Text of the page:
• Just wanted to say it’s making it in the French news too:

        I’m a French who loves your food. This whole thing is a shame. Singapore food is very nice, cheap and readily available. French food is nice too, but you have to go to expensive restaurants to get it – so French actually don’t eat French food. What you find as affordable (yet way less affordable than hawker centers in Spore), is kebad, pizza, mac do and all this junk. If you want something just a bit ok, it’s immediately restaurant or traiteur and it ends up 10 € / person minimum. Asia does it better.

  49. So now I know what this is all about. If not for your blog entry, I wouldn’t even have known that this event existed. But now that I know about this event, it hasn’t left a positive impression on me and I believe [others as well].

    Well, I believe food on its own has no level of hierarchy of any sort and food of any type/cuisine/cooking methods ought to be appreciated for what they are. The local foods that you recommended are truly unique on its own and has been a true classic favourite of not just locals but people all over the world.

    Anyway, I stand by you and I’m sure many others will do so too [whether bloggers or not].

    Thank you for standing up for our local food and local culture!

  50. I seriously think that all your food fits the bill of being white. Just don’t understand these ppl… like what u said. put them in a nice plate and with some deco, it can be consider an int’l cuisine. They dunno what is call “Ru Xiang Sui Shu” meaning coming into ppl country must follow the rule!

  51. 100% Support. For those who are proud of our local food and culture, read this. As Singapore globalizes, we need to put our foot down and let them know we are as good as them. Foreign elitist mentality ends now.

    I also wrote the following on their page.

    This is a PR disaster. For a PR company you have totally destroyed the image of this event. Anybody can tell that you uninvited the bloggers not because of lack of space, but you want to shut them up. That’s totally dictatorial and it spoils the whole idea of being creative and witty. By all means, bring in a foreign event, but respect the local culture if you want it to succeed.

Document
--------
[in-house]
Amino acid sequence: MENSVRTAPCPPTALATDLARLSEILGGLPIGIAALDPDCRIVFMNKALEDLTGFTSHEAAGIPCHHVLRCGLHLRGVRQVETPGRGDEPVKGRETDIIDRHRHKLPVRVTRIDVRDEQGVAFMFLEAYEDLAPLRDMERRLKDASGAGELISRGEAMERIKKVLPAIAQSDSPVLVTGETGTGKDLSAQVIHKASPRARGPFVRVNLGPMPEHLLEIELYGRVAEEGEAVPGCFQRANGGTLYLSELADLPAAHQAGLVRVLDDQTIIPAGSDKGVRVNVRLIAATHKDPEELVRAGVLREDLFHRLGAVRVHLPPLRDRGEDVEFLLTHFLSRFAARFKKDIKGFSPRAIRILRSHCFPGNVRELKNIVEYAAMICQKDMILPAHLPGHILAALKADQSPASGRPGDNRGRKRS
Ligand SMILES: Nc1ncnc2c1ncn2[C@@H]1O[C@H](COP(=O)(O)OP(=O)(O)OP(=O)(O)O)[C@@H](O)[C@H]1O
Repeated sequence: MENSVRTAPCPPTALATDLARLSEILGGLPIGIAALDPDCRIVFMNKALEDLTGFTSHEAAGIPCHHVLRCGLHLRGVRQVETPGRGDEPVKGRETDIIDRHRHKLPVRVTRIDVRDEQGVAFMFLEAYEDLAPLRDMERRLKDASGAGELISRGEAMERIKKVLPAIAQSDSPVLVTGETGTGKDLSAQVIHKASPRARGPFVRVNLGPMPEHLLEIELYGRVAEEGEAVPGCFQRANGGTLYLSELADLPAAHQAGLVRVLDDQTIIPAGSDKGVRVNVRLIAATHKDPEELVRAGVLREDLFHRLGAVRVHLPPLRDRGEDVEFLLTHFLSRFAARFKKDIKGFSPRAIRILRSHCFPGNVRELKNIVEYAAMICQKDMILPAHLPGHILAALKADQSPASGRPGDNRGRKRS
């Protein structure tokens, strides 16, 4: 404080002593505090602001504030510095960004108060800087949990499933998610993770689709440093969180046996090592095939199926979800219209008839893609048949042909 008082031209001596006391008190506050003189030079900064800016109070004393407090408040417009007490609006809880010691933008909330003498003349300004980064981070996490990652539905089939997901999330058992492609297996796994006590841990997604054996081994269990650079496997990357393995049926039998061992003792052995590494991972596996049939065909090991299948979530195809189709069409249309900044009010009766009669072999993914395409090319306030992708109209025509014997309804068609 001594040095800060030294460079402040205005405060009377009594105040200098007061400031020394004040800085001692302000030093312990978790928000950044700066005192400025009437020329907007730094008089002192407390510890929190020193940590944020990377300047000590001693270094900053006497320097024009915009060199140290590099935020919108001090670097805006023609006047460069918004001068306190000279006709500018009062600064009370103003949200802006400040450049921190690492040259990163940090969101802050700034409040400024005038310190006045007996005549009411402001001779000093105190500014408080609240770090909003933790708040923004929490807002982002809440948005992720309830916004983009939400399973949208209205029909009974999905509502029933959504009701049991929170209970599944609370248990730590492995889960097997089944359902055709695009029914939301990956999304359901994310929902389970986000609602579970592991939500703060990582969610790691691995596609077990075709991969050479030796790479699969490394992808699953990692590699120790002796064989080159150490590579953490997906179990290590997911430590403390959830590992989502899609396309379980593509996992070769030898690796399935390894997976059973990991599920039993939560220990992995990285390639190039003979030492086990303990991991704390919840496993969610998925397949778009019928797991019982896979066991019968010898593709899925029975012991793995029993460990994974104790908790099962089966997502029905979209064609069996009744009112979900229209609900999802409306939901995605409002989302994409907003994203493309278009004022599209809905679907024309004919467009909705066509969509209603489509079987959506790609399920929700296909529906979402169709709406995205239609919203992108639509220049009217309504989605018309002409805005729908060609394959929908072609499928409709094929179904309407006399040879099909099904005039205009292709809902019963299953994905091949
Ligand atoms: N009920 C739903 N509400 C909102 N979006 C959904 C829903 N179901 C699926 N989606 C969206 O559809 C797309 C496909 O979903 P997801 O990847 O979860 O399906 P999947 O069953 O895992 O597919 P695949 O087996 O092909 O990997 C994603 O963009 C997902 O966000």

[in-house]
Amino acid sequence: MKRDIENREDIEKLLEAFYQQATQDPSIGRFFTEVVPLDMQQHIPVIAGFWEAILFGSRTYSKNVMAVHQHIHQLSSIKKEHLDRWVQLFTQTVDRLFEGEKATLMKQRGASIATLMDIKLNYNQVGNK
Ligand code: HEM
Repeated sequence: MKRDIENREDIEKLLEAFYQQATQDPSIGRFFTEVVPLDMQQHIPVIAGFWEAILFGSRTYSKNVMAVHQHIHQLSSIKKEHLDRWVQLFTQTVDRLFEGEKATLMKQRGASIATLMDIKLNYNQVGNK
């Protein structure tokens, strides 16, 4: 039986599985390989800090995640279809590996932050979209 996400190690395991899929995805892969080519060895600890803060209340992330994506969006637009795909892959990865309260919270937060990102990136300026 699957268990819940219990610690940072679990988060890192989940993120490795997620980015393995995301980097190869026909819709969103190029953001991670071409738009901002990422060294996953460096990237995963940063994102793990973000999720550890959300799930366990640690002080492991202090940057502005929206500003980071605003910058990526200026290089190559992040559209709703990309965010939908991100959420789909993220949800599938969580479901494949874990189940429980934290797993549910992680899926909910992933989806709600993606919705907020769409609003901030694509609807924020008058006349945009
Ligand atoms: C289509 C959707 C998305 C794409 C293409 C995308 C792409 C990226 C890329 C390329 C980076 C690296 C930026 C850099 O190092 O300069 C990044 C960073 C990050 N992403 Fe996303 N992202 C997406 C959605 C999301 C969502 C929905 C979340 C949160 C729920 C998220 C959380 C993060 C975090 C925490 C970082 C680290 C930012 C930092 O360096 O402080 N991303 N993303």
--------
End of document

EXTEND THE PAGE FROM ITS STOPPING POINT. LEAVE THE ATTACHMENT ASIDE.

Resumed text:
Our food is equally as good as yours and anybody else’s. p.s. Have you seen white char kway teow with abalone and lobster meat?

  52. Organisers should take a leaf from culinary expert Andrew Zimmern.
    He travel the world, taste their local , even bizarre cuisine. His comments, at times humorous but never disrespectful of the local food and culture.
    Going to the local hawker centre beats this anytime. You eat and dress whatever you like and don’t even need that pretentious invite!

  53. Shame on the organizers. The Singaporean foods selected fit perfectly with the theme of the picnic. The atas attitude toward the French foods is completely unjustified. Do they forget that their foods also came from their people – rich and poor – who create their culture?

  54. Food fit for royalty?

    I’ll give you a shocker.
    Empress Dowager Cixi indulged in FERMENTED beancurd. How’s that for “peasant food” vs. “royal” food?

    People shouldn’t pretend to be cultured, when exclusion in the name of exclusiveness makes you look like a fool. Don’t be the emperor with no clothes.

    Sounds similar to the recent saga when renown violinist Gidon Kremer refused to play at the Verbier Music Festival because it broke the spirit of music making, or the time when Kreisler had to lie about his compositions having a more elite origin.

  55. You want to sit down when I say this. This might actually shock your mind:

    1) It is possible that your problems with Zouk are in, ummm, no way related to this thread.